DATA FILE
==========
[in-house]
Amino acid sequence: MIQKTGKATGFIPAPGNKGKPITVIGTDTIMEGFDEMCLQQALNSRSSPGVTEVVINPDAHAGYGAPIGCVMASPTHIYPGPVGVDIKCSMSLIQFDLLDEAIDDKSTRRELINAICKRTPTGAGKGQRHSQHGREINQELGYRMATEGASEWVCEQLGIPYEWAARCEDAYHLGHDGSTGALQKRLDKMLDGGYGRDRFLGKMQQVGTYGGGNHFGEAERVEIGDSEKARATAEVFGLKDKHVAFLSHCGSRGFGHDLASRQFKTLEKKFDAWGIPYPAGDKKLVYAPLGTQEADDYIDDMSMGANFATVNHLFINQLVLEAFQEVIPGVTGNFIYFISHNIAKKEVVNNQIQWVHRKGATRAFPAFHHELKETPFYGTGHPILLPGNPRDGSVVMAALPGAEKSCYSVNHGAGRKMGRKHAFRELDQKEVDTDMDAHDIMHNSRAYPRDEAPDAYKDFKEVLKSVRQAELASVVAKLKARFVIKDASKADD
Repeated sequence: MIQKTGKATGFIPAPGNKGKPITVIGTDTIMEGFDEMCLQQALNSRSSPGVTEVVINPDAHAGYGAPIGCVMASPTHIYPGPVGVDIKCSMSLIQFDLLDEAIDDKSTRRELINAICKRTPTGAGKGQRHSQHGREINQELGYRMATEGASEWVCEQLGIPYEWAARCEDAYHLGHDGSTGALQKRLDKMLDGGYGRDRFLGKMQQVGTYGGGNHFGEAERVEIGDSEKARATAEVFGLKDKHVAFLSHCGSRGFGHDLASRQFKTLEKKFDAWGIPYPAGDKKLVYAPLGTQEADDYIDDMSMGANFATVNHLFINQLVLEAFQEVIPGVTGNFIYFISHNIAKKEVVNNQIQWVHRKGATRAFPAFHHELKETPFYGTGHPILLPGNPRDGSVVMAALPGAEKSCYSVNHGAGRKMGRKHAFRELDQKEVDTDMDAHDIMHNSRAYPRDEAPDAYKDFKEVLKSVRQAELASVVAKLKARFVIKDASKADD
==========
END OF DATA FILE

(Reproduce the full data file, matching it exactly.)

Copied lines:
[in-house]
Amino acid sequence: MIQKTGKATGFIPAPGNKGKPITVIGTDTIMEGFDEMCLQQALNSRSSPGVTEVVINPDAHAGYGAPIGCVMASPTHIYPGPVGVDIKCSMSLIQFDLLDEAIDDKSTRRELINAICKRTPTGAGKGQRHSQHGREINQELGYRMATEGASEWVCEQLGIPYEWAARCEDAYHLGHDGSTGALQKRLDKMLDGGYGRDRFLGKMQQVGTYGGGNHFGEAERVEIGDSEKARATAEVFGLKDKHVAFLSHCGSRGFGHDLASRQFKTLEKKFDAWGIPYPAGDKKLVYAPLGTQEADDYIDDMSMGANFATVNHLFINQLVLEAFQEVIPGVTGNFIYFISHNIAKKEVVNNQIQWVHRKGATRAFPAFHHELKETPFYGTGHPILLPGNPRDGSVVMAALPGAEKSCYSVNHGAGRKMGRKHAFRELDQKEVDTDMDAHDIMHNSRAYPRDEAPDAYKDFKEVLKSVRQAELASVVAKLKARFVIKDASKADD
Repeated sequence: MIQKTGKATGFIPAPGNKGKPITVIGTDTIMEGFDEMCLQQALNSRSSPGVTEVVINPDAHAGYGAPIGCVMASPTHIYPGPVGVDIKCSMSLIQFDLLDEAIDDKSTRRELINAICKRTPTGAGKGQRHSQHGREINQELGYRMATEGASEWVCEQLGIPYEWAARCEDAYHLGHDGSTGALQKRLDKMLDGGYGRDRFLGKMQQVGTYGGGNHFGEAERVEIGDSEKARATAEVFGLKDKHVAFLSHCGSRGFGHDLASRQFKTLEKKFDAWGIPYPAGDKKLVYAPLGTQEADDYIDDMSMGANFATVNHLFINQLVLEAFQEVIPGVTGNFIYFISHNIAKKEVVNNQIQWVHRKGATRAFPAFHHELKETPFYGTGHPILLPGNPRDGSVVMAALPGAEKSCYSVNHGAGRKMGRKHAFRELDQKEVDTDMDAHDIMHNSRAYPRDEAPDAYKDFKEVLKSVRQAELASVVAKLKARFVIKDASKADD